The highlight of his game was being the key figure on a fourth-down stop of Raiders quarterback Matt Flynn that preserved Washington's 10-point lead.
Stephen Bowen: B
Stephen Bowen's value did not show in the statistics, as he was in on only one solo tackle and assisted three others. However, the hulking end was chiefly responsible for rejecting the Raiders' efforts to establish the run.
Chris Baker: C
Chris Baker did not produce much in relief of Cofield, but the mammoth deputy was tough to move inside. The overall performance from the line merits a positive grade for every contributor.
Ryan Kerrigan: A
Ryan Kerrigan again showed why he is the best player on this defense. The 2011 first-round pick added two more sacks to his resume, including forcing the fumble that swung the game in Washington's favor.
Kerrigan is starting to match his knack for the big play with his overall skill as a 3-4 outside linebacker.
Brian Orakpo: A
As a rookie in 2009, Brian Orakpo helped himself to four sacks in Oakland. He wasn't quite as destructive this time, but still took down Flynn twice.
Orakpo recovered from dropping a sure interception early on to lead wave after wave of pressure up front. If he and Kerrigan can complement each other as well every week, this pass rush will be unstoppable.
London Fletcher: C
London Fletcher was guilty of a few missed tackles early in the game that sustained drives. But the aging leader of the defense eventually settled and still made 10 combined stops.
Perry Riley Jr.: C
Like Fletcher, Perry Riley Jr. was far from sure with his tackling at times. In all, he tallied nine combined tackles and occasionally looked dangerous on the blitz.
Darryl Tapp: C
Darryl Tapp showed his worth as an able deputy to Orakpo and Kerrigan. He recorded a sack and was in on plenty of pressure.
Nick Barnett: D
Nick Barnett took some snaps away from Fletcher, but he made only one tackle.
Bryan Kehl: Grade D
Like Barnett, Bryan Kehl made little impact on the rare occasions he made it onto the field.
David Amerson: C
Rookie David Amerson was burned for some big gains early, but he quickly rebounded to produce a key play. Amerson undercut a poor pass from Flynn and returned it 45 yards for his first pro touchdown.
It was the kind of opportunistic effort Amerson produced regularly in college. Hopefully, it is a key step in his development with Washington.
Josh Wilson: C
Josh Wilson was the most active of the Redskins corners. He made four total tackles and never let the secondary down in coverage.
E.J. Biggers: C
E.J. Biggers stayed solid whenever he was called upon to supplement the coverage schemes. He was also in on three tackles.
DeAngelo Hall: C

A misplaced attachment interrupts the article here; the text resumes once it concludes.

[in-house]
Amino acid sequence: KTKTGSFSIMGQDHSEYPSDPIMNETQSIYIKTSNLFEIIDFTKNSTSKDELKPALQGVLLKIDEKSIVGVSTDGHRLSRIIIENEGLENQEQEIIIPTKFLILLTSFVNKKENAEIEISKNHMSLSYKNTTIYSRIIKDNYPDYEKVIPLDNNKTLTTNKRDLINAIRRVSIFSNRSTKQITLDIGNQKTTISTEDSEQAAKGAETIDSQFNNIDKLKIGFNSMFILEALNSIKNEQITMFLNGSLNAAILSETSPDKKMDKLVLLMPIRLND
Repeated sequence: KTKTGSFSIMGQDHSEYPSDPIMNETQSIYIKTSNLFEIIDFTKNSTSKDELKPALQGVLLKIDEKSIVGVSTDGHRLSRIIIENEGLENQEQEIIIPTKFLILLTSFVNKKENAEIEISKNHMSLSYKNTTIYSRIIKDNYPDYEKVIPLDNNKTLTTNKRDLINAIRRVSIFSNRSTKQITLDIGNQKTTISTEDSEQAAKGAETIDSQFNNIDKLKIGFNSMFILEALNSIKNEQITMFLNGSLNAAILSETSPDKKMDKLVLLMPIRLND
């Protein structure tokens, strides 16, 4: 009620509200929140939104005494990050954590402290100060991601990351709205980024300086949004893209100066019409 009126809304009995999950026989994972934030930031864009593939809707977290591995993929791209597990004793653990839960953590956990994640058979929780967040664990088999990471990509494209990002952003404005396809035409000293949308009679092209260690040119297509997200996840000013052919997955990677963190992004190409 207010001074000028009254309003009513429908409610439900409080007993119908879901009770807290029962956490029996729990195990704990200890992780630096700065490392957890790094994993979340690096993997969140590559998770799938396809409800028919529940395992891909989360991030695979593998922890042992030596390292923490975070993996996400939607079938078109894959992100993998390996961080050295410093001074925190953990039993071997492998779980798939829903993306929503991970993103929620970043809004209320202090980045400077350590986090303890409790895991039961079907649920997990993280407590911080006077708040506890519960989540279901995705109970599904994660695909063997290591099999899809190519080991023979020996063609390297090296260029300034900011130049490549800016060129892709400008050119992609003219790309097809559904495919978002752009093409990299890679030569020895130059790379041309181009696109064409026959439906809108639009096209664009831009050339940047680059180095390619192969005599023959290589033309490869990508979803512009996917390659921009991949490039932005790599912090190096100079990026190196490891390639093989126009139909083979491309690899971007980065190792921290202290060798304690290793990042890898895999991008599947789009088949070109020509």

DeAngelo Hall wasn't called into action this week as much as he was against the Detroit Lions a week ago. What he did have to do he did well, though, and never looked a liability.
Brandon Meriweather: B
This was the rare game where Brandon Meriweather's aggression made a positive impact. The big-hitting and often reckless safety made a series of emphatic early tackles.
That fired up the defense and set the mood for the unit.
Reed Doughty: B
Of course, it helped Meriweather to have a more steady presence alongside him.
This author is usually the first to point out Reed Doughty's athletic limitations. But the veteran has always been a savvy defensive back. He and Meriweather may lack speed and range as a pairing, but the Raiders never got behind them.
They complement each other, and their experience could make them Washington's best combination at safety.
Mike Shanahan: B
Washington's head coach played things a lot smarter in Week 4. He kept the direction of play-calling balanced on both sides of the ball.
Penalties and turnovers were also down from last week, and that should please Shanahan.
Kyle Shanahan: B
Kyle Shanahan deserves credit for not deserting the running game. A closer scoreline meant the team could stay patient with the run, and that is just what the younger Shanahan did.
Ideally, he will be able to repeat the run-pass balance shown in Oakland in future games.
Jim Haslett: B
Jim Haslett has eased the pressure on himself after scaling back his schemes and letting his athletes take over.
Haslett played things more cautious in coverage and with the blitz. It proved to be the right approach against a Raiders team missing primary playmakers in quarterback Terrelle Pryor and running back Darren McFadden.
The weakened state of the Oakland offense prevents Haslett meriting a higher grade for his sensible tactics.
The coaches found the right formula on both sides of the ball. They must craft plans that duplicate a similar balance on offense and more safety-first approaches defensively.